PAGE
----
Faculty Mentor

Kevin Decker

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Document Type

Oral Presentation

Publication Date

2020

Department

Philosophy

Abstract

In my paper I address the unfoundedness of leaving out certain voices in the historical studies of philosophy. In order to make this point I investigate a brilliant thinker of the 17th and 18th centuries, Mary Astell. I also address, analyze and critique the Western Canon for leaving out the philosophies of women, and highlight social constructivism and social representation theory in education and the philosophies behind these concepts. Despite the misleading drift of the Western canon, there were brilliant female thinkers throughout the history of philosophy. Telling only a single story of something that has so much depth, history, and culture can come with unintended consequences, for example, the exclusion of marginalized people from the discipline of philosophy as well as the perpetuation of “other-ing.” Mary Astell is one of the many voices who deserves to be studied and discussed just as much as any other male philosopher, if for no other reason than her early foreshadowing of social constructivism in her educational theory. Her radical ideas exemplify how she was capable of reason and advocated for the other women whom she knew were also capable. This is an example of the way philosophy can avoid telling a single story and recover forgotten voices of history without disregarding the legacies like Cartesianism.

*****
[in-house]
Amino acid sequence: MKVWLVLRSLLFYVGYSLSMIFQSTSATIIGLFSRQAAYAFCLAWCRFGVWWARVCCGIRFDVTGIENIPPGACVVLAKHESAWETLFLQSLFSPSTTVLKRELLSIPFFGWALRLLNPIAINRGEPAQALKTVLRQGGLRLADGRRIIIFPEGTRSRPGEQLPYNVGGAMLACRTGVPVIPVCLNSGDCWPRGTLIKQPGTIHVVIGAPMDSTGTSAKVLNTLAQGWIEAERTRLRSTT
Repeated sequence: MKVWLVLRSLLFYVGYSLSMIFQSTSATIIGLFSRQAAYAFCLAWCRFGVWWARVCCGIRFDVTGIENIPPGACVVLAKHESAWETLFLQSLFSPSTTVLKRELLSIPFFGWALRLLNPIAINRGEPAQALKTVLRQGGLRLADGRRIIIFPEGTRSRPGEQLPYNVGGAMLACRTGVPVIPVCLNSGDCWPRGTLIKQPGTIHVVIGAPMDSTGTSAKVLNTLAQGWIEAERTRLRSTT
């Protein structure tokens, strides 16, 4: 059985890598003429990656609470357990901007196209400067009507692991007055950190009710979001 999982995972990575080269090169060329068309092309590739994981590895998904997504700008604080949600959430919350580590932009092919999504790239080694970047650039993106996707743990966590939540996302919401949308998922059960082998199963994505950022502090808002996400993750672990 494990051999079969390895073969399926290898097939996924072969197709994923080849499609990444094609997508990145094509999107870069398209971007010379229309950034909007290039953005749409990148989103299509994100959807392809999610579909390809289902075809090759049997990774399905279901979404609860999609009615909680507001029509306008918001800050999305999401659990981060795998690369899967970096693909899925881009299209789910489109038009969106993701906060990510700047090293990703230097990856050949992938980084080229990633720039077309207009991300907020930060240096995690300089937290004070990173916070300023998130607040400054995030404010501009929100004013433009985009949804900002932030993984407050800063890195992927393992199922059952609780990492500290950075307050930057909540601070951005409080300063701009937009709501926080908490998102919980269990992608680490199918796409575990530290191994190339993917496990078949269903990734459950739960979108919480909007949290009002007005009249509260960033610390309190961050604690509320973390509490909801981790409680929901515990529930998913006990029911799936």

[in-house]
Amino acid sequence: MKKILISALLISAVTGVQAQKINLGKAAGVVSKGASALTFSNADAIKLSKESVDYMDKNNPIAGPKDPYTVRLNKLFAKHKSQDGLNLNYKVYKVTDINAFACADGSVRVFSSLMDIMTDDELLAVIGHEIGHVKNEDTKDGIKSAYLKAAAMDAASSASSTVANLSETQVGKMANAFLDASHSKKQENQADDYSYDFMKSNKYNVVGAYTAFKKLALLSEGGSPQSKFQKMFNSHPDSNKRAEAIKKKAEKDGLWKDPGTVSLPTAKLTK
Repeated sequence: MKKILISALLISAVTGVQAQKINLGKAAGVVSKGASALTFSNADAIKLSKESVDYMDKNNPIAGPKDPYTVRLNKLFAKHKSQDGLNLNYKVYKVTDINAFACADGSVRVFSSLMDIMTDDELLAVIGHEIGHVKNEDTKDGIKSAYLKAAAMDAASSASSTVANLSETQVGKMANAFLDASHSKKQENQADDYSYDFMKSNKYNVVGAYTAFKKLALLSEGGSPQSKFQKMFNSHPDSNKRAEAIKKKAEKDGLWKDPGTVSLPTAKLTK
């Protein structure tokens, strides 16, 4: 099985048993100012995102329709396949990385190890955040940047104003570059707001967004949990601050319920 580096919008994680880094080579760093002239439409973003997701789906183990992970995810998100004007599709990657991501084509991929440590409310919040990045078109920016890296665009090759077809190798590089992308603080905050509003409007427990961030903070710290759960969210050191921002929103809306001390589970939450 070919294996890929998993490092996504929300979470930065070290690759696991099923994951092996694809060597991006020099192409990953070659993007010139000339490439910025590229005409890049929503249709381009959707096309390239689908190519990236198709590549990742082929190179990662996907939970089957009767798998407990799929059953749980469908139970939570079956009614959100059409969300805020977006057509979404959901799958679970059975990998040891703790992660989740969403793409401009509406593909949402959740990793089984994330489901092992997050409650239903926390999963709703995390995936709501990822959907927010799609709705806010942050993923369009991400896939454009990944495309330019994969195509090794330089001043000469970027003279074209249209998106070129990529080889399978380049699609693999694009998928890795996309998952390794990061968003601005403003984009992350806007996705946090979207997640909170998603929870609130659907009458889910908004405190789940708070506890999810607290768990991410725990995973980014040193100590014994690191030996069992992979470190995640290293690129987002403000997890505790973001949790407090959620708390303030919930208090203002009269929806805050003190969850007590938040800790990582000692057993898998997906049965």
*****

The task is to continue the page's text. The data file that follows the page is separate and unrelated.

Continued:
Creative Commons License

Creative Commons Attribution-Noncommercial-No Derivative Works 4.0 License
This work is licensed under a Creative Commons Attribution-Noncommercial-No Derivative Works 4.0 License.

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